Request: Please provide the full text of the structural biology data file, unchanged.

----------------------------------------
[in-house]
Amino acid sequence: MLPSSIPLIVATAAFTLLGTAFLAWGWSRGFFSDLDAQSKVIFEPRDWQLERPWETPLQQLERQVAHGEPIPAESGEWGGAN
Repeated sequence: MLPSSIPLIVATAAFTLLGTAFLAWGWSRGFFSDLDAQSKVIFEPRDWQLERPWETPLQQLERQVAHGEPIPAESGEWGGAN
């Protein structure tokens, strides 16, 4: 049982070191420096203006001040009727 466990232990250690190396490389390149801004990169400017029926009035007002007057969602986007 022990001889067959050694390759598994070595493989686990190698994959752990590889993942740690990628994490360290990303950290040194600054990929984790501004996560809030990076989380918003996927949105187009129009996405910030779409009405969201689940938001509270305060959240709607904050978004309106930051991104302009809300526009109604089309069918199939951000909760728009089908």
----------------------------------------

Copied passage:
[in-house]
Amino acid sequence: MLPSSIPLIVATAAFTLLGTAFLAWGWSRGFFSDLDAQSKVIFEPRDWQLERPWETPLQQLERQVAHGEPIPAESGEWGGAN
Repeated sequence: MLPSSIPLIVATAAFTLLGTAFLAWGWSRGFFSDLDAQSKVIFEPRDWQLERPWETPLQQLERQVAHGEPIPAESGEWGGAN
């Protein structure tokens, strides 16, 4: 049982070191420096203006001040009727 466990232990250690190396490389390149801004990169400017029926009035007002007057969602986007 022990001889067959050694390759598994070595493989686990190698994959752990590889993942740690990628994490360290990303950290040194600054990929984790501004996560809030990076989380918003996927949105187009129009996405910030779409009405969201689940938001509270305060959240709607904050978004309106930051991104302009809300526009109604089309069918199939951000909760728009089908």